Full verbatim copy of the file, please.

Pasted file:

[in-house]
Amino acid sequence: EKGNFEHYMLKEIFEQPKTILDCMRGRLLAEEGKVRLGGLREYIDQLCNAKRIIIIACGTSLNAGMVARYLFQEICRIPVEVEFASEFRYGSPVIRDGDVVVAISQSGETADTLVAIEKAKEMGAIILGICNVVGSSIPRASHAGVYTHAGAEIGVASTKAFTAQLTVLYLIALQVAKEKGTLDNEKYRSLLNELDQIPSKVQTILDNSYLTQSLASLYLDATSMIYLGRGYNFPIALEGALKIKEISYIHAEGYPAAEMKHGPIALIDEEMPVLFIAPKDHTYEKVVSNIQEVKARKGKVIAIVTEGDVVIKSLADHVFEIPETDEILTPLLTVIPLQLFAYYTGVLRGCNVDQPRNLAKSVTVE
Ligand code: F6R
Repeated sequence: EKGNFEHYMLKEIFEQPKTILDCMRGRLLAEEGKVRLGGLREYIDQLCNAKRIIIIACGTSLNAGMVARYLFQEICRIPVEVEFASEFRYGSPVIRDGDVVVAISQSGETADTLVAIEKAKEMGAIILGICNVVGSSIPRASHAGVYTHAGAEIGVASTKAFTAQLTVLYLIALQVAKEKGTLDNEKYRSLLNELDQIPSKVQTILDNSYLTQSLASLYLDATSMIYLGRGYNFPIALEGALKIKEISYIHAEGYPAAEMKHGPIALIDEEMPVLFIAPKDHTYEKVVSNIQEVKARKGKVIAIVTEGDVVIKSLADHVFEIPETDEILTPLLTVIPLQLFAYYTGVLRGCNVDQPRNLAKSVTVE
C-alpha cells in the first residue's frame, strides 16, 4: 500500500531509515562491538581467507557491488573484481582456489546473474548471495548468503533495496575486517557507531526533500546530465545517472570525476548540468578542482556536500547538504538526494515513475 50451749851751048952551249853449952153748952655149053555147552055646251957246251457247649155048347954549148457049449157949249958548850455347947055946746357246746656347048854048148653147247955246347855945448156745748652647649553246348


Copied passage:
[in-house]
Amino acid sequence: EKGNFEHYMLKEIFEQPKTILDCMRGRLLAEEGKVRLGGLREYIDQLCNAKRIIIIACGTSLNAGMVARYLFQEICRIPVEVEFASEFRYGSPVIRDGDVVVAISQSGETADTLVAIEKAKEMGAIILGICNVVGSSIPRASHAGVYTHAGAEIGVASTKAFTAQLTVLYLIALQVAKEKGTLDNEKYRSLLNELDQIPSKVQTILDNSYLTQSLASLYLDATSMIYLGRGYNFPIALEGALKIKEISYIHAEGYPAAEMKHGPIALIDEEMPVLFIAPKDHTYEKVVSNIQEVKARKGKVIAIVTEGDVVIKSLADHVFEIPETDEILTPLLTVIPLQLFAYYTGVLRGCNVDQPRNLAKSVTVE
Ligand code: F6R
Repeated sequence: EKGNFEHYMLKEIFEQPKTILDCMRGRLLAEEGKVRLGGLREYIDQLCNAKRIIIIACGTSLNAGMVARYLFQEICRIPVEVEFASEFRYGSPVIRDGDVVVAISQSGETADTLVAIEKAKEMGAIILGICNVVGSSIPRASHAGVYTHAGAEIGVASTKAFTAQLTVLYLIALQVAKEKGTLDNEKYRSLLNELDQIPSKVQTILDNSYLTQSLASLYLDATSMIYLGRGYNFPIALEGALKIKEISYIHAEGYPAAEMKHGPIALIDEEMPVLFIAPKDHTYEKVVSNIQEVKARKGKVIAIVTEGDVVIKSLADHVFEIPETDEILTPLLTVIPLQLFAYYTGVLRGCNVDQPRNLAKSVTVE
C-alpha cells in the first residue's frame, strides 16, 4: 500500500531509515562491538581467507557491488573484481582456489546473474548471495548468503533495496575486517557507531526533500546530465545517472570525476548540468578542482556536500547538504538526494515513475 50451749851751048952551249853449952153748952655149053555147552055646251957246251457247649155048347954549148457049449157949249958548850455347947055946746357246746656347048854048148653147247955246347855945448156745748652647649553246348